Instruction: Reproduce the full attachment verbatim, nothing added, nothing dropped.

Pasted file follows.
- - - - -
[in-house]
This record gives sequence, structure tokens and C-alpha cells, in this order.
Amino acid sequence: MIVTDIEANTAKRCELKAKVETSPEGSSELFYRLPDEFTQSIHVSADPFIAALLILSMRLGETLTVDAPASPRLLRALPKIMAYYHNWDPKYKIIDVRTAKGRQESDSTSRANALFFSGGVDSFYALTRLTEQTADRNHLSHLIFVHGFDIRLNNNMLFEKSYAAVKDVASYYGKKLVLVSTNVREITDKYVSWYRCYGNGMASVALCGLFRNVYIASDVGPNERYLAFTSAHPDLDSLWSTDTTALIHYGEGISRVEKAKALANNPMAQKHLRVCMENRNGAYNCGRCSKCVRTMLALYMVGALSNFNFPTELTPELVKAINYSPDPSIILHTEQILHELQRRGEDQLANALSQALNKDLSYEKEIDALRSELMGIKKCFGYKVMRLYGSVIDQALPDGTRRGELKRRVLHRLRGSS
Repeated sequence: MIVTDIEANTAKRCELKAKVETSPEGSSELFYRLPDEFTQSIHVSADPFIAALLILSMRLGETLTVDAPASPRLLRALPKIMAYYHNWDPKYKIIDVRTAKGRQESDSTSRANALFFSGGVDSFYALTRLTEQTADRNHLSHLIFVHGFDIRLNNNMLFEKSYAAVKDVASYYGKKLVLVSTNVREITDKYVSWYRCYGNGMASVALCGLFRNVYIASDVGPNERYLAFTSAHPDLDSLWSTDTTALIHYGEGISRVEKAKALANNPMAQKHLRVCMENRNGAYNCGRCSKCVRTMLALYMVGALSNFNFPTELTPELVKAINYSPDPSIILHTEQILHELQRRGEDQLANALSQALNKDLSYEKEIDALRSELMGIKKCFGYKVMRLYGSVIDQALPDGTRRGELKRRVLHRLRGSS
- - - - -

[in-house]
This record gives sequence, structure tokens and C-alpha cells, in this order.
Amino acid sequence: MIVTDIEANTAKRCELKAKVETSPEGSSELFYRLPDEFTQSIHVSADPFIAALLILSMRLGETLTVDAPASPRLLRALPKIMAYYHNWDPKYKIIDVRTAKGRQESDSTSRANALFFSGGVDSFYALTRLTEQTADRNHLSHLIFVHGFDIRLNNNMLFEKSYAAVKDVASYYGKKLVLVSTNVREITDKYVSWYRCYGNGMASVALCGLFRNVYIASDVGPNERYLAFTSAHPDLDSLWSTDTTALIHYGEGISRVEKAKALANNPMAQKHLRVCMENRNGAYNCGRCSKCVRTMLALYMVGALSNFNFPTELTPELVKAINYSPDPSIILHTEQILHELQRRGEDQLANALSQALNKDLSYEKEIDALRSELMGIKKCFGYKVMRLYGSVIDQALPDGTRRGELKRRVLHRLRGSS
Repeated sequence: MIVTDIEANTAKRCELKAKVETSPEGSSELFYRLPDEFTQSIHVSADPFIAALLILSMRLGETLTVDAPASPRLLRALPKIMAYYHNWDPKYKIIDVRTAKGRQESDSTSRANALFFSGGVDSFYALTRLTEQTADRNHLSHLIFVHGFDIRLNNNMLFEKSYAAVKDVASYYGKKLVLVSTNVREITDKYVSWYRCYGNGMASVALCGLFRNVYIASDVGPNERYLAFTSAHPDLDSLWSTDTTALIHYGEGISRVEKAKALANNPMAQKHLRVCMENRNGAYNCGRCSKCVRTMLALYMVGALSNFNFPTELTPELVKAINYSPDPSIILHTEQILHELQRRGEDQLANALSQALNKDLSYEKEIDALRSELMGIKKCFGYKVMRLYGSVIDQALPDGTRRGELKRRVLHRLRGSS